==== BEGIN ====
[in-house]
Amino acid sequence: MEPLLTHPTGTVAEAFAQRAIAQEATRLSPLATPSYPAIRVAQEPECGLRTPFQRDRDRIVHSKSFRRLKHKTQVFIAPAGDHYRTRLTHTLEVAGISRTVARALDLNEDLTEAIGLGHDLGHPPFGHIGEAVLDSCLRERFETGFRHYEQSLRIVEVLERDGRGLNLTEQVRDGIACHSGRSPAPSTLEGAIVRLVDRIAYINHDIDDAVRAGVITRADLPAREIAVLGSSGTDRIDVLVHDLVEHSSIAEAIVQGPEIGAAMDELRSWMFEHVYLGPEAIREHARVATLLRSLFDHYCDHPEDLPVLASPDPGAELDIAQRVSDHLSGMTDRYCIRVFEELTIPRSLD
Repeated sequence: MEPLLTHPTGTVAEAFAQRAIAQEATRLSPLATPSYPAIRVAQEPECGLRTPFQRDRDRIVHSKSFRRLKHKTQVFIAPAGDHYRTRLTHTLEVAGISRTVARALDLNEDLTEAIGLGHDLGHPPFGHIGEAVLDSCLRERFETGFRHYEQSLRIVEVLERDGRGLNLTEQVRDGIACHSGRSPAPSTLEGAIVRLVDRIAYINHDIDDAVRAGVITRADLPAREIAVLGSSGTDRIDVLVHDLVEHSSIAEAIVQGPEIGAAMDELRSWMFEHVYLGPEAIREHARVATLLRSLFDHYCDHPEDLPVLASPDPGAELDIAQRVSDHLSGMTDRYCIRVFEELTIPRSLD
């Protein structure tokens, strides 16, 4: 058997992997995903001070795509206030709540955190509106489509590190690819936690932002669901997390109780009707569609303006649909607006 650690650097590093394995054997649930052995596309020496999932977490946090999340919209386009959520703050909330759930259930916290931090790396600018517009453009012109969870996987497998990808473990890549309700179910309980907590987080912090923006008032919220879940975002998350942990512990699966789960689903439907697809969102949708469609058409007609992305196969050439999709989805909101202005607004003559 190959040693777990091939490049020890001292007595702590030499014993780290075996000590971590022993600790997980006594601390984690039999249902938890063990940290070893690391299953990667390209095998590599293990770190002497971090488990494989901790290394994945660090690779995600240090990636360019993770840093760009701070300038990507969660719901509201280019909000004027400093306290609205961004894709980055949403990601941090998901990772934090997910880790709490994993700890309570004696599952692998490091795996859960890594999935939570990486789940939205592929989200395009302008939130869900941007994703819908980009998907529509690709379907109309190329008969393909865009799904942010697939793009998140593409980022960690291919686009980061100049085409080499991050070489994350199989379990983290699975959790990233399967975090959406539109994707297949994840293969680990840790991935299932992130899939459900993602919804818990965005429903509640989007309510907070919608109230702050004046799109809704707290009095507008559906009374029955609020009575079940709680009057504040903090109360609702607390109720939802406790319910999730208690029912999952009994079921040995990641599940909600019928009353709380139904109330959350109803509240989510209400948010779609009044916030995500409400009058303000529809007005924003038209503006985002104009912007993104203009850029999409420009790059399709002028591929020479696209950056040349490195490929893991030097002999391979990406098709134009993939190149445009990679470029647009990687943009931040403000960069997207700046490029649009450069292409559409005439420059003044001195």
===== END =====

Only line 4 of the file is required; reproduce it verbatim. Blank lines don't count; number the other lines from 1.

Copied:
């Protein structure tokens, strides 16, 4: 058997992997995903001070795509206030709540955190509106489509590190690819936690932002669901997390109780009707569609303006649909607006 650690650097590093394995054997649930052995596309020496999932977490946090999340919209386009959520703050909330759930259930916290931090790396600018517009453009012109969870996987497998990808473990890549309700179910309980907590987080912090923006008032919220879940975002998350942990512990699966789960689903439907697809969102949708469609058409007609992305196969050439999709989805909101202005607004003559 190959040693777990091939490049020890001292007595702590030499014993780290075996000590971590022993600790997980006594601390984690039999249902938890063990940290070893690391299953990667390209095998590599293990770190002497971090488990494989901790290394994945660090690779995600240090990636360019993770840093760009701070300038990507969660719901509201280019909000004027400093306290609205961004894709980055949403990601941090998901990772934090997910880790709490994993700890309570004696599952692998490091795996859960890594999935939570990486789940939205592929989200395009302008939130869900941007994703819908980009998907529509690709379907109309190329008969393909865009799904942010697939793009998140593409980022960690291919686009980061100049085409080499991050070489994350199989379990983290699975959790990233399967975090959406539109994707297949994840293969680990840790991935299932992130899939459900993602919804818990965005429903509640989007309510907070919608109230702050004046799109809704707290009095507008559906009374029955609020009575079940709680009057504040903090109360609702607390109720939802406790319910999730208690029912999952009994079921040995990641599940909600019928009353709380139904109330959350109803509240989510209400948010779609009044916030995500409400009058303000529809007005924003038209503006985002104009912007993104203009850029999409420009790059399709002028591929020479696209950056040349490195490929893991030097002999391979990406098709134009993939190149445009990679470029647009990687943009931040403000960069997207700046490029649009450069292409559409005439420059003044001195």